Due to present restrictions surrounding coronavirus, the location of JCE’s gatherings often changes — many times services are conducted via Zoom. The community recently celebrated Rosh Hashanah, Yom Kippur and Sukkot at specially designated locations due to the requirements of containing the coronavirus in the UAE.
A Cultural Revolution?
The members of the JCE emphasize that while a change in perception may not be easy, the Abrahamic Accords spell signs of great things to come: Prospects of intercultural dialogue and mutual understanding between Arabs and Jews at long last.
“Most people probably view the Abrahamic Accords as only a peace deal with political and diplomatic significance,” said Kriel “In short, what is happening in the UAE goes beyond political and diplomatic matters and extends in the deepest way to how we regard each other. It obligates us as religious leaders and observant Jews, Christians and Muslims, to examine our traditions, scriptures, and history, and seek in practice and concept the strongest basis for mutual respect and a shared sense of common human frailty and potential.”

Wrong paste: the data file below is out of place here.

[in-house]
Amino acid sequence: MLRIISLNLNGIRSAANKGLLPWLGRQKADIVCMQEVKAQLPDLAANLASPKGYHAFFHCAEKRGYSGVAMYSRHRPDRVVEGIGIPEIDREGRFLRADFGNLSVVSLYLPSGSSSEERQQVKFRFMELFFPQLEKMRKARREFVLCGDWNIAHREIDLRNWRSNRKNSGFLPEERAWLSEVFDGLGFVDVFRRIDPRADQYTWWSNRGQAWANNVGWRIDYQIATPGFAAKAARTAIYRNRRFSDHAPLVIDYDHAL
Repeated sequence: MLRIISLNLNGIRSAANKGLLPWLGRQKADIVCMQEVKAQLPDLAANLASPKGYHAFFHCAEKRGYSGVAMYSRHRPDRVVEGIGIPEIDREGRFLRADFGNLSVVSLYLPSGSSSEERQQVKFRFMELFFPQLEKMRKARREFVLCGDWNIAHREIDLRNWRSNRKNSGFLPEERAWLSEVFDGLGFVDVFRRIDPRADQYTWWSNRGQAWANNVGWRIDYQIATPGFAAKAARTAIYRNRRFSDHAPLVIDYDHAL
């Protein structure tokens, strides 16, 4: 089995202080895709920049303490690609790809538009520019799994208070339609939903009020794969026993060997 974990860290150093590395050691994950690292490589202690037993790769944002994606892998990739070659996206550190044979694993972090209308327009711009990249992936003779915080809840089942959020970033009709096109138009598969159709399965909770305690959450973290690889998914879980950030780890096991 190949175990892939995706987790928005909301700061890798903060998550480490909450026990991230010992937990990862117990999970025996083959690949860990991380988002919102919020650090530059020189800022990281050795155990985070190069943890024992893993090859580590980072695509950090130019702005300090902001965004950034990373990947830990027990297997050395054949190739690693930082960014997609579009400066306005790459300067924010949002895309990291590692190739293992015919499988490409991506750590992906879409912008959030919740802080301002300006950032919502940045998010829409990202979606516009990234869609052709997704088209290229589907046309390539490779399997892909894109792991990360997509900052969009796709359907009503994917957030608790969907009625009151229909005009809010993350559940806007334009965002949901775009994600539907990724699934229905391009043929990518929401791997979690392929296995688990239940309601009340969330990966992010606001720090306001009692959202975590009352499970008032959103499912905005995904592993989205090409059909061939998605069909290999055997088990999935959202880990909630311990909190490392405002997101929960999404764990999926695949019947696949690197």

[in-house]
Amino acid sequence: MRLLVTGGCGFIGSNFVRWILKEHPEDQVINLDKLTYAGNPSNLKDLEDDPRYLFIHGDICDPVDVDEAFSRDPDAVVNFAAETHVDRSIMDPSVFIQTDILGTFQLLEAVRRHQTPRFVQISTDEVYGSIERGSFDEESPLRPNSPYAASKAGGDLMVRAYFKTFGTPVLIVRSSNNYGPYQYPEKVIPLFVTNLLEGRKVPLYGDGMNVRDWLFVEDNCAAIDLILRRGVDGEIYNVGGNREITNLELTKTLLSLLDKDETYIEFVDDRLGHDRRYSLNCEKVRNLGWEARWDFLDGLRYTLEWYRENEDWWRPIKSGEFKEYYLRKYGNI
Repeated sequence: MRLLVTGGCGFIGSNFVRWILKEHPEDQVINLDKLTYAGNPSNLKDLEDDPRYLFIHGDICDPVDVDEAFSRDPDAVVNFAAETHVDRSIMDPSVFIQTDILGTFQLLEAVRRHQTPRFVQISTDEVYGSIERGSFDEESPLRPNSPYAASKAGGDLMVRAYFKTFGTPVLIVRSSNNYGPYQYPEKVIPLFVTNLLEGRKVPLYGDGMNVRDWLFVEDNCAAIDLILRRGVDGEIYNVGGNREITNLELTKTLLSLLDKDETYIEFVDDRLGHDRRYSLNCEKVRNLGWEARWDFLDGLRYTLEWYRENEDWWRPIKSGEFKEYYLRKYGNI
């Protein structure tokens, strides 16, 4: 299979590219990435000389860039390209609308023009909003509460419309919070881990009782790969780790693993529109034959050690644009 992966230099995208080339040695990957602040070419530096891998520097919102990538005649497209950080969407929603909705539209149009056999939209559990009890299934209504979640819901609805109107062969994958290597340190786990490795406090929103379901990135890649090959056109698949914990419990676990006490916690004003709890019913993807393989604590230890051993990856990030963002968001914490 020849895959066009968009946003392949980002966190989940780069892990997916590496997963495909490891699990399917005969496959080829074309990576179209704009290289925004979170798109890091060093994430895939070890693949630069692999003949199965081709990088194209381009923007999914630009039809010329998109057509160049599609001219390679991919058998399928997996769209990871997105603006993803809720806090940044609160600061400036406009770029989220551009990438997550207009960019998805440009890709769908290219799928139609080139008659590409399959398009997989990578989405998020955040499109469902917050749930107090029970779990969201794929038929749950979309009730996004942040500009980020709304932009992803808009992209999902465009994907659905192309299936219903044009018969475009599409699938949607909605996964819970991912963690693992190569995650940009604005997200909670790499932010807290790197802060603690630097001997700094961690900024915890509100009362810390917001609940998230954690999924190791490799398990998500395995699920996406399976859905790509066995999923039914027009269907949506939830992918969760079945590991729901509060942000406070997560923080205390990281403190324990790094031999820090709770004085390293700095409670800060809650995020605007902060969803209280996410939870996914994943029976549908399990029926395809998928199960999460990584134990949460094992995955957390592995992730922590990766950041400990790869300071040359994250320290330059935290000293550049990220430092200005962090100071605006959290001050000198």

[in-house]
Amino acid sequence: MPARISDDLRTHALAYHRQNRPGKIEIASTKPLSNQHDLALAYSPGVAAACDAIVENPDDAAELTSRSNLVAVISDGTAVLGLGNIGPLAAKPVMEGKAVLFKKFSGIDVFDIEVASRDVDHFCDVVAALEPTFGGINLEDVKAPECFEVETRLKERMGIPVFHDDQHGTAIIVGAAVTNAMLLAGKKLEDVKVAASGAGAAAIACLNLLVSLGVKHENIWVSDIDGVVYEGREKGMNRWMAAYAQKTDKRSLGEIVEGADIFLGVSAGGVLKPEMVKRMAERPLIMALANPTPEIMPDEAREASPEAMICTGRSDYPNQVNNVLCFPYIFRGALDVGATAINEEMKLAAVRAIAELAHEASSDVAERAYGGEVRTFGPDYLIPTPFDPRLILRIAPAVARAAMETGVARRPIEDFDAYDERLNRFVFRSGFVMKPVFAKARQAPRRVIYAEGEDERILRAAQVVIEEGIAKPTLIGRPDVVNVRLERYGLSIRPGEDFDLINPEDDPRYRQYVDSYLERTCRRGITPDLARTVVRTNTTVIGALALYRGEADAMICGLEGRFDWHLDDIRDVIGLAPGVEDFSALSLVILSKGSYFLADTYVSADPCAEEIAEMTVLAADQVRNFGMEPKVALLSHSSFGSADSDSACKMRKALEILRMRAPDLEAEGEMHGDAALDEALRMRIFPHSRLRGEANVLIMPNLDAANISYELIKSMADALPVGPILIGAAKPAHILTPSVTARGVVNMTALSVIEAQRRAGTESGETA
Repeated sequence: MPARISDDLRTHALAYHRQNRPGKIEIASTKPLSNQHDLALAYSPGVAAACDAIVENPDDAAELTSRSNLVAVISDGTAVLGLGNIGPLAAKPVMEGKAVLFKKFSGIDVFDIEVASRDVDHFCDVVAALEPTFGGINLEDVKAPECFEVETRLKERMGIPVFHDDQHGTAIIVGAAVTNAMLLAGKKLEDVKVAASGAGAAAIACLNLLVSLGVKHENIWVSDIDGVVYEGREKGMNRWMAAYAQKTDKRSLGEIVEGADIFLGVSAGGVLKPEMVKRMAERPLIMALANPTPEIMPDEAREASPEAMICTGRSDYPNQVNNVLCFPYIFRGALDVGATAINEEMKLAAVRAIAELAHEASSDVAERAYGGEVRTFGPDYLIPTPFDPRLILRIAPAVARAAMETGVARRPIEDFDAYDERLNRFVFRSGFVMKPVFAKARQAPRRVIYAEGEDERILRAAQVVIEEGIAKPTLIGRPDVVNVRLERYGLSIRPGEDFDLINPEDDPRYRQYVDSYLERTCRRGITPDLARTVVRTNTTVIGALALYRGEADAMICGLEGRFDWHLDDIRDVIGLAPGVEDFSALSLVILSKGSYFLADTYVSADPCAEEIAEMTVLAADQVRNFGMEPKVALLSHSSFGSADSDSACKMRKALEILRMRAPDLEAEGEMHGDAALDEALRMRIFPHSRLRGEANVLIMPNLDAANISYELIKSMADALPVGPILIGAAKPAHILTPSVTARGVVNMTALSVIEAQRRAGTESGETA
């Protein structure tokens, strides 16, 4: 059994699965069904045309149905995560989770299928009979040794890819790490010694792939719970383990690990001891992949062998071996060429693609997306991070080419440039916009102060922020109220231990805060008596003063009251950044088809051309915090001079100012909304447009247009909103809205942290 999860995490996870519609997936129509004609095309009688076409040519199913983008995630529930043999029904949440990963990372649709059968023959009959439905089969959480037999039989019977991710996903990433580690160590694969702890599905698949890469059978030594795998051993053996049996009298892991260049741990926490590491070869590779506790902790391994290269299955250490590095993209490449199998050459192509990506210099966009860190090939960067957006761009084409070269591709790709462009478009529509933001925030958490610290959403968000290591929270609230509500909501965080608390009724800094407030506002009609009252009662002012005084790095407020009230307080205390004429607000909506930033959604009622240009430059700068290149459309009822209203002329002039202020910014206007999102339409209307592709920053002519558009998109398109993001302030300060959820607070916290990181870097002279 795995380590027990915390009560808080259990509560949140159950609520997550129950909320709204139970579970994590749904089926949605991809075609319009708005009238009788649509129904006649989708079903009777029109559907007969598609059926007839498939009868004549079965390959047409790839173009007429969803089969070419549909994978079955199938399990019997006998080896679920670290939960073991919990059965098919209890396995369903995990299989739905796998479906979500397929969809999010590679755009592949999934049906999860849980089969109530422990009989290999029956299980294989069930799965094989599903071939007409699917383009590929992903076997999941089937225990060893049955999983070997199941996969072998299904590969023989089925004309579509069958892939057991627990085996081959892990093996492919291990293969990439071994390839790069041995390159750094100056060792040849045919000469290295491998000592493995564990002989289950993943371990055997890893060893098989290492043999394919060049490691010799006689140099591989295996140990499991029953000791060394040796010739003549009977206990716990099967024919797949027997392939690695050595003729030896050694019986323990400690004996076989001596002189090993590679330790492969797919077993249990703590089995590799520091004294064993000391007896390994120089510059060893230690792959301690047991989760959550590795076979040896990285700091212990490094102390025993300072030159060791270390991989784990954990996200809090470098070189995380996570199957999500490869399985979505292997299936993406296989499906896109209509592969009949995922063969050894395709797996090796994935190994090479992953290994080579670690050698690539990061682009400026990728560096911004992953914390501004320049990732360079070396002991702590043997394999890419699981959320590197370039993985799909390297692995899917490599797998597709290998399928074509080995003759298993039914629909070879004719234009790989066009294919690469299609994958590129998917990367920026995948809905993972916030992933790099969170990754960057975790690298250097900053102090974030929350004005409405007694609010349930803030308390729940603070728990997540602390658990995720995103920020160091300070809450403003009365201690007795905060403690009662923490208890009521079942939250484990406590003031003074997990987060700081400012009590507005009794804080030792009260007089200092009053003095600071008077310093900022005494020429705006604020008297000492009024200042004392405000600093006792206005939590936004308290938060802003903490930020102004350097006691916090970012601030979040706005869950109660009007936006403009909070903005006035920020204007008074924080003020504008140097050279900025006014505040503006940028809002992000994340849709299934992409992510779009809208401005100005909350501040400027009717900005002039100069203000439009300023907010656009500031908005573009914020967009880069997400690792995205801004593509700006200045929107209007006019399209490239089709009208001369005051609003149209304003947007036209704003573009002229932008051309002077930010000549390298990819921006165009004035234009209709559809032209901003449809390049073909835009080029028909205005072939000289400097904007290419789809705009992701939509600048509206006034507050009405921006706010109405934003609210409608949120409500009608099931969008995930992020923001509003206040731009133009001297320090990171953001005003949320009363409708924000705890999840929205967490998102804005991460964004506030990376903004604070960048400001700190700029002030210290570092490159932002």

Kriel said the Abrahamic Accords, which have been named after the three Abrahamic religions rooted in what is now Israel and its surrounding lands—should be viewed as a call to action.
“They are called the Abrahamic Accords for a reason, and hence they signal that this agreement is much larger than a peace or political agreement,” he added. “These accords are calling on us to reorder the way that we see each other and our basic relationship with each other—Jews, Christians and Muslims.”
The normalization process included the presence of the Jewish Community in the UAE in “Celebrating Tolerance: Religious Diversity in the United Arab Emirates” published in 2019, the year designated the Year of Tolerance in the UAE.
That year, the Pope visited of the UAE and signed a “Document on Human Fraternity” with the Grand Imam of Al Azhar, Dr. Ahmed At-Tayyeb, and UAE leaders announced the creation of the Abrahamic Family House, a multifaith project that will include a synagogue, mosque and church in a single campus.
“At a time when we see so many headlines in the news about the spread of hate, racism, and antisemitism, the UAE is telling a different story,” said JCE member Jean Candiotte, an American citizen residing in Dubai.